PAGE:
Wednesday, September 18, 2013

What Is "Yellow Turquoise"? Real Stone or Fraud??

Chinese "Yellow Turquoise" IS from China, IS NOT Turquoise
I've seen some jewelry lately on etsy made with "Yellow Turquoise".  Some of it is more of a moldy grey-green color with weird spots in it. Some is bright "crayon" yellow.  Some is bright green, some dark green.  There are over 30,000 results on etsy when you search for "yellow turquoise".   It looks like other stones around (like chalcedony or agate) with strangely mottled colors of greens and yellows and brown, oranges and greys----and looks absolutely nothing like turquoise!  It looks more like river rocks.  Some look like obvious pieces of plastic.  Some are calling it "peach" turquoise.  To me, the real gemstone "turquoise" is the most beautiful gem of all, and so whatever they call this,  it's kinda...um, the opposite of pretty.  So, what is it really?

Dyed Howlite and Gypsum Chunks and Slabs---NOT Turquoise
These four pictures show some of the types of dyed yellow (and red, purple, green--in a rainbow of colors) fake "turquoise" which are possibly dyed plastic, dyed chunks of gypsum (you know---drywall), and Howlite or Magnesite.  These are sold as nuggets or slabs.  None of these are turquoise, even though they are often marketed as "natural" turquoise, complete with info where it was mined.

A quick google search of "what is yellow turquoise" took me to several bead sellers, like Fire Mountain Gems, who call it Yellow "Turquoise" Beads  (with  quotes around the word "turquoise"!), which says it's not really turquoise.  They have inexpensive strands of this stone, which they say are "natural".  When you click on the item and read their description, it further describes this material as "a lively blend of quartz and jaspers" or sometimes that it's serpentine with quartz inclusions.  So they're not trying to push this as genuine turquoise, which is good.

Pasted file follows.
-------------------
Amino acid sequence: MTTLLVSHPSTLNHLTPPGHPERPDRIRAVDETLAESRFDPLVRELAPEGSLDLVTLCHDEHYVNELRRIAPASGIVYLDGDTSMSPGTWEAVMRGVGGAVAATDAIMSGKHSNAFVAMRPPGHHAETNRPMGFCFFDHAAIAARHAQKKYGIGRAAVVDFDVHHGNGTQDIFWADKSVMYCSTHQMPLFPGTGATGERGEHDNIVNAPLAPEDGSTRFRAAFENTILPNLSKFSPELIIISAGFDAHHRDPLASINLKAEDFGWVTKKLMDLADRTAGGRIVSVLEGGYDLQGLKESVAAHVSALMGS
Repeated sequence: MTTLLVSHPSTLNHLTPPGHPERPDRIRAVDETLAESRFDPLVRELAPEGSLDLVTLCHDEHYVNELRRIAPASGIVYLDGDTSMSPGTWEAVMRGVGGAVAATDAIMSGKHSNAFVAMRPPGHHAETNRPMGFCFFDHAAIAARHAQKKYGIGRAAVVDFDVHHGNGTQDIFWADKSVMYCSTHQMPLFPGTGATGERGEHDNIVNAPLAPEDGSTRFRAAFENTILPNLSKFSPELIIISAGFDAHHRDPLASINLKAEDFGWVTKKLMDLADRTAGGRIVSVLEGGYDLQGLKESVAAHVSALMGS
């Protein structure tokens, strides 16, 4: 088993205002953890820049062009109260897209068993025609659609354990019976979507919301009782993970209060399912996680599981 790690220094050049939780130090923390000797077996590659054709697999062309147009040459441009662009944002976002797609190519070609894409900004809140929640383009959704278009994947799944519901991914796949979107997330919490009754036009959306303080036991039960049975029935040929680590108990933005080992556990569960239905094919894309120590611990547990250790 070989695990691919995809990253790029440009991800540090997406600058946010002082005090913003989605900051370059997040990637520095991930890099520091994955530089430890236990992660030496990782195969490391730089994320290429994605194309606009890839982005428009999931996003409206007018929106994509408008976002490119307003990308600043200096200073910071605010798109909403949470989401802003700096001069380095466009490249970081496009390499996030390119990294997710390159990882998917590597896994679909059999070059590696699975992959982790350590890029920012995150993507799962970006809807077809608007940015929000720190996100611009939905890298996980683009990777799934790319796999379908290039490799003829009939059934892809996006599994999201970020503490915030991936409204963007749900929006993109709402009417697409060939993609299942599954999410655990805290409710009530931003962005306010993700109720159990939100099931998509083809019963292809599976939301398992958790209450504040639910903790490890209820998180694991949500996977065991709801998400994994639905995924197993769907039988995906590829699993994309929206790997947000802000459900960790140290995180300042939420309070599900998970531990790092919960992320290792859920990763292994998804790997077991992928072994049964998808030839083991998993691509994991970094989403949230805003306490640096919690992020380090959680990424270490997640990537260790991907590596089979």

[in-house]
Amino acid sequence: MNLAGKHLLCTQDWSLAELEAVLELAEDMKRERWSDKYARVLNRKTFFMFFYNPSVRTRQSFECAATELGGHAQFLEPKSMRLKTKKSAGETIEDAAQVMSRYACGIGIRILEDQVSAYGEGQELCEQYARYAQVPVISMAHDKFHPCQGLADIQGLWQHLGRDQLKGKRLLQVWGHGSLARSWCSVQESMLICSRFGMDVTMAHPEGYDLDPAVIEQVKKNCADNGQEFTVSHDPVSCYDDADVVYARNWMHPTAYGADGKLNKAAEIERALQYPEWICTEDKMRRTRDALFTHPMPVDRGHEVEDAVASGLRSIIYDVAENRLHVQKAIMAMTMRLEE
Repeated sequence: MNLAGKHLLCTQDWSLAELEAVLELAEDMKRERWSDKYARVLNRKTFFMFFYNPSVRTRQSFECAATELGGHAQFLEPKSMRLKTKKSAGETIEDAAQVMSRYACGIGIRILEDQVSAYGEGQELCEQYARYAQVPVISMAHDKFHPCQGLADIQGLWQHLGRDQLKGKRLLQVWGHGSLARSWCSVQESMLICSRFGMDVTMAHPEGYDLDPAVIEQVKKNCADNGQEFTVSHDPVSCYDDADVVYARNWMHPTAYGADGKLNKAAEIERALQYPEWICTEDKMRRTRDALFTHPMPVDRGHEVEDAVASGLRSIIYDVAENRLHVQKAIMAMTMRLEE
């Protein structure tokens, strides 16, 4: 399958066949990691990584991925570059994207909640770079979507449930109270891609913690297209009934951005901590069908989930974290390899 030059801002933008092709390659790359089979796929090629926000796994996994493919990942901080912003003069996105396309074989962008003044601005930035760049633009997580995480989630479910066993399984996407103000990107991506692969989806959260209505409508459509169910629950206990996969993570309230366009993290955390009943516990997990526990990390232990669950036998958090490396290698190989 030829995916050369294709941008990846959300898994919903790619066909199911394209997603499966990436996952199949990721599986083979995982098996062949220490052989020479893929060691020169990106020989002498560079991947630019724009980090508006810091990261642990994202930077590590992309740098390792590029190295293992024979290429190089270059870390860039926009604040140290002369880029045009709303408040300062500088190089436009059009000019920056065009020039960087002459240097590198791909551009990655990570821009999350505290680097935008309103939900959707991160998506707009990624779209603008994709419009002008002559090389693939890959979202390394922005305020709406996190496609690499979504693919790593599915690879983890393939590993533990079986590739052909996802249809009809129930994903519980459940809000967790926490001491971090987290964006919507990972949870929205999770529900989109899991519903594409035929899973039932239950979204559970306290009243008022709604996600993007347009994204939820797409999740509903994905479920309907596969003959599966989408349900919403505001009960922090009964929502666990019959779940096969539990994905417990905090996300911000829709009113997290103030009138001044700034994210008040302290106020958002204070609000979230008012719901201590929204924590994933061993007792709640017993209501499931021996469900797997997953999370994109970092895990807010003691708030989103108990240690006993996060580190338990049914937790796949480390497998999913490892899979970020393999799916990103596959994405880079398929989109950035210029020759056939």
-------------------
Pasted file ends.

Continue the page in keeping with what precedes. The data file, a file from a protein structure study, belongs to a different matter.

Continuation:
Artbeads.com, who describe themselves as "one of the nation's top websites for beads",  has a really enthustastic header about it:
"Yellow turquoise, or Chinese turquoise as it is sometimes called, is sweeping the beading world! Its popularity is beginning to rival the more traditional blue turquoise. Add a splash of intense color to your designs with this beautiful stone. These stones are natural and will vary in color and pattern."
Rivaling blue turquoise?  Well, since it's so cheap and people are marketing this as a color variety of turquoise, that's the plan---to rival the real thing!  It's really too bad that they don't say what it really is---Jasper (which is a quartz stone), NOT any type of turquoise.

But google's first result, right at the top of the search results page, in big, bold black & white says this:

YELLOW TURQUOISE
Sometimes referred to as Chinese turquoise or yellow Chinese turquoise. Most likely this stone is a form of jasper. It ranges in color from yellow to lime.

SO.... as anyone and everyone can see, there is no such thing as "yellow turquoise".  It is actually another stone, probably Jasper.  (Or else it's dyed howlite or magnesite or gypsum or some other thing that's NOT turquoise.)   If I can google it and see this in about 2 seconds, why are bead vendors still calling it "turquoise"?  Why are etsy sellers offering jewelry with this yellow "turquoise"?  Especially when----at best---it looks like Jasper, and sometimes looks like slices of dyed plastic.   So what's going on?
Rough Yellow Jasper

Supposed to be Yellow Turquoise Pendants.  Really? 












The answer is:  "Creative marketing" which is just a gentler term for not being forthright or honest, in order to make a sale.

And if confronted, I'd bet some sellers offering this stone would say, "Oh I bought it at blahblahblah.com and they said it was yellow turquoise, so that's what I'm going to say!"  Either they don't care what the stone is, or they knowingly are selling something that's advertised as something else--because that's what they've chosen to do already.  They're not interested in honesty.
Yellow Jasper Bead

Turquoise is a color as well as a semi-precious gemstone.  The stone itself is so historically popular, and has been desired and treasured for thousands of years, that the gemstone's name is the very description of the color.  Turquoise It is NOT yellow.  It is NOT white.  (NO such thing---white or "buffalo" turquoise is HOWLITE.)  It is NOT orange or peach or lime or red or purple.   It is an opaque gem that is ONLY blue-green or green-blue, and sometimes green.  Chemically, turquoise is a hydrous phosphate of aluminum and copper---more copper, it's more blue.